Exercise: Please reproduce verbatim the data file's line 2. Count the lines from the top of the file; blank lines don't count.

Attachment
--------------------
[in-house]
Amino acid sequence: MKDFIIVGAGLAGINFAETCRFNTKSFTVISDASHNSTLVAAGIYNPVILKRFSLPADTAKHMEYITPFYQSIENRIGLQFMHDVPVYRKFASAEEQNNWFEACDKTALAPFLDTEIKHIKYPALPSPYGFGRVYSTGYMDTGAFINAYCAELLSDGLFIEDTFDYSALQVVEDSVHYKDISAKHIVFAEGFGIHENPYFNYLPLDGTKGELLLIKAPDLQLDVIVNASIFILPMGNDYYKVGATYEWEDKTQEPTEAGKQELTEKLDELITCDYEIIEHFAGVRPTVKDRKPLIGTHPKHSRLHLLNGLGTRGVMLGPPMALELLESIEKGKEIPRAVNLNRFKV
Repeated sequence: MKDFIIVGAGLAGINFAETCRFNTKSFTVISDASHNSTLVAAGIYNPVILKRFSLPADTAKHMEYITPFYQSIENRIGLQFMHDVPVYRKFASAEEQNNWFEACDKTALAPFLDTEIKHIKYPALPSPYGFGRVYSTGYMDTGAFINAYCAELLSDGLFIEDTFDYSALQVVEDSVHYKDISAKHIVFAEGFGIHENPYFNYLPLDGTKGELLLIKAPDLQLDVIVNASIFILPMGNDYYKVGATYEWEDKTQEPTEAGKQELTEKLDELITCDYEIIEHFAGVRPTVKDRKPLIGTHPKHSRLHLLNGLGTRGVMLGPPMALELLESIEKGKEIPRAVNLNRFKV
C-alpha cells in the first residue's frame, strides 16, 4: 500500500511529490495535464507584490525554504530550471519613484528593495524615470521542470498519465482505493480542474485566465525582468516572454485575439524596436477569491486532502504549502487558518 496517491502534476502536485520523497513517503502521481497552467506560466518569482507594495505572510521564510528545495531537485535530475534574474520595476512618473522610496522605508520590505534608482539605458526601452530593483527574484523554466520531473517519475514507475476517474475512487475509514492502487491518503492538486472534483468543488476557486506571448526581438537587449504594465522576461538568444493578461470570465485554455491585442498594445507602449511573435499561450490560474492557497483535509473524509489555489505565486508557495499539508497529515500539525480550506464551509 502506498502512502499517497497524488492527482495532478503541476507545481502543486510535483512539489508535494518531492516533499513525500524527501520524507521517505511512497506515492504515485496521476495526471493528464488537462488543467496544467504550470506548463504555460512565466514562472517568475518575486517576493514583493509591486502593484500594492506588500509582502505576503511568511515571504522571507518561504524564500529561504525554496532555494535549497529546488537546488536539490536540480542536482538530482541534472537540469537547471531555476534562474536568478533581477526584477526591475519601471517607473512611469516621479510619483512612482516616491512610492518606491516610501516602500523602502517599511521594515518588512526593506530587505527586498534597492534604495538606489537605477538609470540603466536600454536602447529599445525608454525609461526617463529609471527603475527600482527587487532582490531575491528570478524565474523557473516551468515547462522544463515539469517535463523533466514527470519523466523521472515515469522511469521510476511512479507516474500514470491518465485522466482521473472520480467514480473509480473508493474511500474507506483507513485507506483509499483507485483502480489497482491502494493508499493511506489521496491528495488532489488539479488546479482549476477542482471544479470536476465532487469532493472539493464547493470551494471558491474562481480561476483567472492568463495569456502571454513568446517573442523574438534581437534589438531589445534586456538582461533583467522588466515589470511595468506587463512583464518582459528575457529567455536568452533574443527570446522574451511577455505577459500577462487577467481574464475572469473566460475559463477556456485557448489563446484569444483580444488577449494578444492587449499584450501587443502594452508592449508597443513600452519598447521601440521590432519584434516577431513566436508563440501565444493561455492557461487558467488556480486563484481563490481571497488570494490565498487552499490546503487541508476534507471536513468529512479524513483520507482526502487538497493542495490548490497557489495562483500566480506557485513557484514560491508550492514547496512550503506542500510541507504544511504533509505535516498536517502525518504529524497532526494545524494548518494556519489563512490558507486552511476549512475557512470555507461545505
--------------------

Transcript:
Amino acid sequence: MKDFIIVGAGLAGINFAETCRFNTKSFTVISDASHNSTLVAAGIYNPVILKRFSLPADTAKHMEYITPFYQSIENRIGLQFMHDVPVYRKFASAEEQNNWFEACDKTALAPFLDTEIKHIKYPALPSPYGFGRVYSTGYMDTGAFINAYCAELLSDGLFIEDTFDYSALQVVEDSVHYKDISAKHIVFAEGFGIHENPYFNYLPLDGTKGELLLIKAPDLQLDVIVNASIFILPMGNDYYKVGATYEWEDKTQEPTEAGKQELTEKLDELITCDYEIIEHFAGVRPTVKDRKPLIGTHPKHSRLHLLNGLGTRGVMLGPPMALELLESIEKGKEIPRAVNLNRFKV